Where History Meets Art - Stories Behind the Stuff

Captain America Rides On

LiveAuctionTalk.com:  by Rosemary McKittrick

Photo courtesy of Profiles in History.

There are lots of super-heroes around but only one Captain America.  Cap doesn’t possess some of the super-powers other characters do.  He doesn’t fly and he can’t will himself to suddenly be invisible or even lift mountains.   But he has the whole lightning-fast action-thing down cold. 

His shield-slinging scenes are dazzling and he is as popular today as he was during World War II.

The first time most people saw Cap he was punching Hitler in the face.  What better way to introduce a hero than by having him taking on “the man” himself. 

The first time most people saw Cap he was punching Hitler in the face.  What better way to introduce a hero than by having him taking on “the man” himself.  Cap’s principles were rooted in real-life events, not science fiction.  You can see why he was the most popular comic character during the wartime period.

“Captain America The First Avenger” premiered on July 19, 2011 in Hollywood and was released in the United States on July 22, 2011.  The film was a success both critically and commercially.  It grossed $368.6 million worldwide.         

The film flows directly from the Marvel comic.  Most of the movie takes place during World War II.  Cap was the first Marvel Comics character that rose out of the comic book and onto the movie screen with the 1944 serial “Captain America.” 

He has been featured in several other films and television series since then including “Captain America The First Avenger” and “The Avengers” released on May 4, 2012.

Chris Evans as Steve Rogers plays Captain America.  He’s a scrawny young chap who has been told he’s unfit for military service because he’s puny and has a history of asthma and scarlet fever. 

He takes an experimental serum, gets juiced up, becomes super-human and is part of a top secret research project fighting for truth, justice and the American way.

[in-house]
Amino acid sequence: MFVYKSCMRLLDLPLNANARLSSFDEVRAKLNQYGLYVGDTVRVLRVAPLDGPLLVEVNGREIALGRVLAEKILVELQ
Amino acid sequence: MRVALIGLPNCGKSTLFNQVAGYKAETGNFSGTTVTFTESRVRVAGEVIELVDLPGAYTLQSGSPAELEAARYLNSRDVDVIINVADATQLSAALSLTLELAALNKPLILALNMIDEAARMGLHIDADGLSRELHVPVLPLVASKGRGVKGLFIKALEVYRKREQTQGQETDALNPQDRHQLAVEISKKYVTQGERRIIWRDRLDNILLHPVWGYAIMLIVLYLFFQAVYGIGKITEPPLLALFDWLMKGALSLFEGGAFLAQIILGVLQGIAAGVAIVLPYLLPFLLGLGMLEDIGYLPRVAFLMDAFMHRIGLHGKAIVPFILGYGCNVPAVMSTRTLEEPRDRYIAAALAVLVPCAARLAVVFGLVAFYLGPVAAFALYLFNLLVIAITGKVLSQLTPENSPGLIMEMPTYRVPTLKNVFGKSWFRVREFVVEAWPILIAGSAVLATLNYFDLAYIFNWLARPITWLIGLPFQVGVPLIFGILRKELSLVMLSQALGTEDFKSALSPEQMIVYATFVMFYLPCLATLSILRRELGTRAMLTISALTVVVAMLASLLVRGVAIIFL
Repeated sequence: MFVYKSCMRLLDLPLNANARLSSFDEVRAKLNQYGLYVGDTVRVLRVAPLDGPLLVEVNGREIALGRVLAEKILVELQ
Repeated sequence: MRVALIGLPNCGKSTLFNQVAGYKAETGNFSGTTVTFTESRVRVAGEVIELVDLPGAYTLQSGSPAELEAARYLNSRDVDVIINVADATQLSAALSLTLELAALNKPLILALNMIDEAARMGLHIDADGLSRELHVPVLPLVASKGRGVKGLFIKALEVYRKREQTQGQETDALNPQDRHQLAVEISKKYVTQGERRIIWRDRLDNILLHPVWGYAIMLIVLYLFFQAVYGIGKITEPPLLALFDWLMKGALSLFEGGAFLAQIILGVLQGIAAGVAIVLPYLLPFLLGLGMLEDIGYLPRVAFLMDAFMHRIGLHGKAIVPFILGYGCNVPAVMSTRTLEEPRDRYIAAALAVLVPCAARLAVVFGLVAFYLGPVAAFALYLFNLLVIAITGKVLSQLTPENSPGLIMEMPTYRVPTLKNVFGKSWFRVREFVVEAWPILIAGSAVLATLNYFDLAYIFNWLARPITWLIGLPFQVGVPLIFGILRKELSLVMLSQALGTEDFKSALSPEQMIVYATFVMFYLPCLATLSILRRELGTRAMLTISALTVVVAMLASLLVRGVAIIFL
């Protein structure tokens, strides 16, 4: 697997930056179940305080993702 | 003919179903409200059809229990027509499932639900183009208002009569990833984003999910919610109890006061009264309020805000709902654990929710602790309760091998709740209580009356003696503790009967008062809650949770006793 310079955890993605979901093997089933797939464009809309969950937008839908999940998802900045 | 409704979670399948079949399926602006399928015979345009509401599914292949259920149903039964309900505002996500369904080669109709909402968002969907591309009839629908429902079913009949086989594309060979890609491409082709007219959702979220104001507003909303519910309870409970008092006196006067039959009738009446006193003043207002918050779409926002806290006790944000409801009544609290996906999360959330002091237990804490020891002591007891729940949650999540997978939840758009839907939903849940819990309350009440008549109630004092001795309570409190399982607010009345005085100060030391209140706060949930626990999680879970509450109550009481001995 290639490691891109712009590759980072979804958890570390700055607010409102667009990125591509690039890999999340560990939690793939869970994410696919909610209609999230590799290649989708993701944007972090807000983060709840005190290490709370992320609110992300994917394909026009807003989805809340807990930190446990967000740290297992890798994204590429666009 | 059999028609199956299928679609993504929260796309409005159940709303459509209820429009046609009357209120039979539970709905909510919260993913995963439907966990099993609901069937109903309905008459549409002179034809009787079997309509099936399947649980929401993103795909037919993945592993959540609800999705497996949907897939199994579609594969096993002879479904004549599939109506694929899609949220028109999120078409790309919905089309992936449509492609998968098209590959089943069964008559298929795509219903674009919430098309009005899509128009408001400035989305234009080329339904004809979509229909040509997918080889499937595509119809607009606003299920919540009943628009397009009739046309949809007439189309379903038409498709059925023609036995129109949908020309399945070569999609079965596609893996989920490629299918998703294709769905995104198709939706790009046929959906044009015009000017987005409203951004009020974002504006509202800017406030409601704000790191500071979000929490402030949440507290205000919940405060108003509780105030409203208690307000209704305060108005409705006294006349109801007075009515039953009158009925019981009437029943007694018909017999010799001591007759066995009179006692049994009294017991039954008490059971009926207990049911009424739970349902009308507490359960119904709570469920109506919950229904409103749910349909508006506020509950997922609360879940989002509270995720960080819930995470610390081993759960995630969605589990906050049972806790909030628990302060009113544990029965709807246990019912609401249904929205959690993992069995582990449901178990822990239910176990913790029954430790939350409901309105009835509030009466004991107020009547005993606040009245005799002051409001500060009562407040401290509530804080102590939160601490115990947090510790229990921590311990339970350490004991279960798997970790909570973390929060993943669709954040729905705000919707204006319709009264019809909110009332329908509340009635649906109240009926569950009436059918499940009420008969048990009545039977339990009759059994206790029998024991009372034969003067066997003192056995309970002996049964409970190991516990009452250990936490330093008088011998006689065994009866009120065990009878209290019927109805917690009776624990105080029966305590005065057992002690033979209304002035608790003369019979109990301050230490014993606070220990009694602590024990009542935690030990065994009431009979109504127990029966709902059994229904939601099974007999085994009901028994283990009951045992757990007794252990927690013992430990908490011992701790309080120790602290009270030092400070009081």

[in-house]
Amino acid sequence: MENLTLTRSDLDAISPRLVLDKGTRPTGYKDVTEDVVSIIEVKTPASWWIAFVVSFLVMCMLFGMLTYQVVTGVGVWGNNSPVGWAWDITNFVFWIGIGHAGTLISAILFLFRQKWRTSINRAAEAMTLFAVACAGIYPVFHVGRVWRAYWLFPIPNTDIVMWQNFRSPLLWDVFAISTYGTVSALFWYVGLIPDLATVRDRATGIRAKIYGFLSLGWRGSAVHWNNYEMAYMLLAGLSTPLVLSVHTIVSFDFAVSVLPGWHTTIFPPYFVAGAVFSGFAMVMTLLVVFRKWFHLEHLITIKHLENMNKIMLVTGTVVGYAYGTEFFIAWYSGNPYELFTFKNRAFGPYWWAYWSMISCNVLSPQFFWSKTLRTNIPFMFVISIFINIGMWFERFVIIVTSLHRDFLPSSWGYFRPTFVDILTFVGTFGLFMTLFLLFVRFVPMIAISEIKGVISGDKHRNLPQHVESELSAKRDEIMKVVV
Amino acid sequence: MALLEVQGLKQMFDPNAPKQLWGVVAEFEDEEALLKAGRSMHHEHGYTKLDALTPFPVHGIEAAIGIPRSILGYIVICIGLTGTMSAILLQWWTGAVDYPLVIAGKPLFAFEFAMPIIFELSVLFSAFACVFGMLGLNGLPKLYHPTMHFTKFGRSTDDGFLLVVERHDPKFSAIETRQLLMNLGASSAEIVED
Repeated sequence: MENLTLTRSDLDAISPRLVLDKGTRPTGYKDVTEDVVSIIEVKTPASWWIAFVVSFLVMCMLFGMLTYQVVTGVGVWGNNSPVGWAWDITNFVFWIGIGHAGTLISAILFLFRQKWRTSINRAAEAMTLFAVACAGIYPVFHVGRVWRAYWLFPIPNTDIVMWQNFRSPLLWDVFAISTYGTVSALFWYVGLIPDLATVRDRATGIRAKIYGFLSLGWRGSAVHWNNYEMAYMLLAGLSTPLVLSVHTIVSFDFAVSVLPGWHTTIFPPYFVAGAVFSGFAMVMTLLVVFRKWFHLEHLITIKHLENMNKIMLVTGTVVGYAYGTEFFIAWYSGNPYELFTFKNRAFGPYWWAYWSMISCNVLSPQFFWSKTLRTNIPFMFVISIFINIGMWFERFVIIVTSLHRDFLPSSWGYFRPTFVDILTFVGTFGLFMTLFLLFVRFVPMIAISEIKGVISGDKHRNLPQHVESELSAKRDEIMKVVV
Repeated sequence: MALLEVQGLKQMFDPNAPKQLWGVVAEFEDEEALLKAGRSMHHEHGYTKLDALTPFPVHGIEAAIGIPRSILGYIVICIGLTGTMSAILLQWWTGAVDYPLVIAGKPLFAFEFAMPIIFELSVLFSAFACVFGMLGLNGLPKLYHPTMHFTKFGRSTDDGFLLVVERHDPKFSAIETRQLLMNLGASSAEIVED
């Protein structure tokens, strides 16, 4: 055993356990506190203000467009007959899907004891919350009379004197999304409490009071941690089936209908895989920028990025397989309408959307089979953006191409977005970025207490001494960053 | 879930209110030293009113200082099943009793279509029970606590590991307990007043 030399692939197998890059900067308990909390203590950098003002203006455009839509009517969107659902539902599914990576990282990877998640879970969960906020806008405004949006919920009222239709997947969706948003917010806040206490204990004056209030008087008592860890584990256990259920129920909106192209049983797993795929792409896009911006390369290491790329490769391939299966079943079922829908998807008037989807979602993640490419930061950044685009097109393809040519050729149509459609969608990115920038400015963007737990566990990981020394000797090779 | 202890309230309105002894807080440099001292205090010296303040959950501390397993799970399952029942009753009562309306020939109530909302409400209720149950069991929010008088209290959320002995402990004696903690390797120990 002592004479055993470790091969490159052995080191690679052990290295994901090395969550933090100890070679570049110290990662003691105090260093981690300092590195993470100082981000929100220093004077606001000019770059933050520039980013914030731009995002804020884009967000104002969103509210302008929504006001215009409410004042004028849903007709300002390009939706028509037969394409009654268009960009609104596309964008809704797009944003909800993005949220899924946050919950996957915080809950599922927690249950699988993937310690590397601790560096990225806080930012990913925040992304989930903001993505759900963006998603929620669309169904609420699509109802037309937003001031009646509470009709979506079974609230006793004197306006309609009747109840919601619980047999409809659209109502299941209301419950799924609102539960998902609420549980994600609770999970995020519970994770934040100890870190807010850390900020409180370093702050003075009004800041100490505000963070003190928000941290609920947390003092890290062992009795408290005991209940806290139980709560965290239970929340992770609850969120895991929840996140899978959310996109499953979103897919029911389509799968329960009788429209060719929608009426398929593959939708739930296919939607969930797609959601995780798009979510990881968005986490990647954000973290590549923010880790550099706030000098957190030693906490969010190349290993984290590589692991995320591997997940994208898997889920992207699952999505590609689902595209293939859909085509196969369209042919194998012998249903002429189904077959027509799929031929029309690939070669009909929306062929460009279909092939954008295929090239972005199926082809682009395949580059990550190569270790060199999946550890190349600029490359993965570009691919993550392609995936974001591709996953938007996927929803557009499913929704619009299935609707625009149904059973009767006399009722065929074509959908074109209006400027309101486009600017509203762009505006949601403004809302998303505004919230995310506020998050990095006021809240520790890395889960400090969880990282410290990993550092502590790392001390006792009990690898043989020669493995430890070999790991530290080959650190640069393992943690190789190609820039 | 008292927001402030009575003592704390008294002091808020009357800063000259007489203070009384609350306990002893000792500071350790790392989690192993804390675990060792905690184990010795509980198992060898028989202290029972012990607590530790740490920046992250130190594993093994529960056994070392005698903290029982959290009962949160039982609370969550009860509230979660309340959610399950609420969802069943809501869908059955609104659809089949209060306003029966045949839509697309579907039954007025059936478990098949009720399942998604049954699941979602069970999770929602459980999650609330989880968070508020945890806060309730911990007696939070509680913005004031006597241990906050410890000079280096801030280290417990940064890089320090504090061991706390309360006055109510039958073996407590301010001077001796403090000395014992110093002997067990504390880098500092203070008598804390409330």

"He (Captain America) would crush the Olympics,” Evans said about his super-hero character.   “Any Olympic sport he's gonna dominate.  He can jump higher, run faster, lift stronger weight, but he can be injured.  He could roll an ankle and be out for the season.  He's not perfect, he's not untouchable.”

Just knowing Cap can be hurt humanizes him.  People can relate.

The film features nearly 1,600 visual effects shots.  And Cap’s infamous shield serves both as a weapon and a defensive device.

“Captain America The First Avenger” was written by comic book and graphic novelist Fred Van Lente.  The character itself first appeared in Captain America Comics #1in March 1941.  You would expect a super-hero fighting for America to have an America flag somewhere on his costume and true to form Cap bears the flag motif on his shirt and shield.

On April 13, Profiles in History held its Captain America: The First Avenger auction at the Chicago Entertainment and Comic Expo.  The auction consisted of over 220 lots including the costumes, props and vehicles from the 2011 film.

Here are some current values.

Captain America: The First Avenger

USO Stage Shield; classic red; white and blue shield made of fiberglass resin; 25 inches by 19 ½ inches;  $13,200.

Stunt Shield; shows studio distressing; constructed of hard polyurethane rubber; 25 inches diameter;  $20,400.

Shield; cased in ice; blue shield suspended in solid block of clear resin; 38 inches diameter;  $24,000.

Hero Suit; from POW rescue; stage-show version; three-piece suit; consisting of tunic; bomber jacket and battle-scarred khaki paratrooper pants; boots; gloves; blue web belt; and matching blue helmet; goggles; shield and prop Colt .45 pistol;  $27,500.   

Hero Costume; complete; three-piece custom suit; includes long pants; midriff-length undershirt; upper body armor; brown leather gloves; belt; holster; rubber Colt .45 pistol; boots; mask-helmet; and shield;   $228,000.

 

Rosemary McKittrick is a storyteller.  For 26 years she has brought the world of collecting to life in her column.  Her LiveAuctionTalk.com website is a mother lode of information about art, antiques and collectibles.  Rosemary received her education in the trenches working as a professional appraiser.

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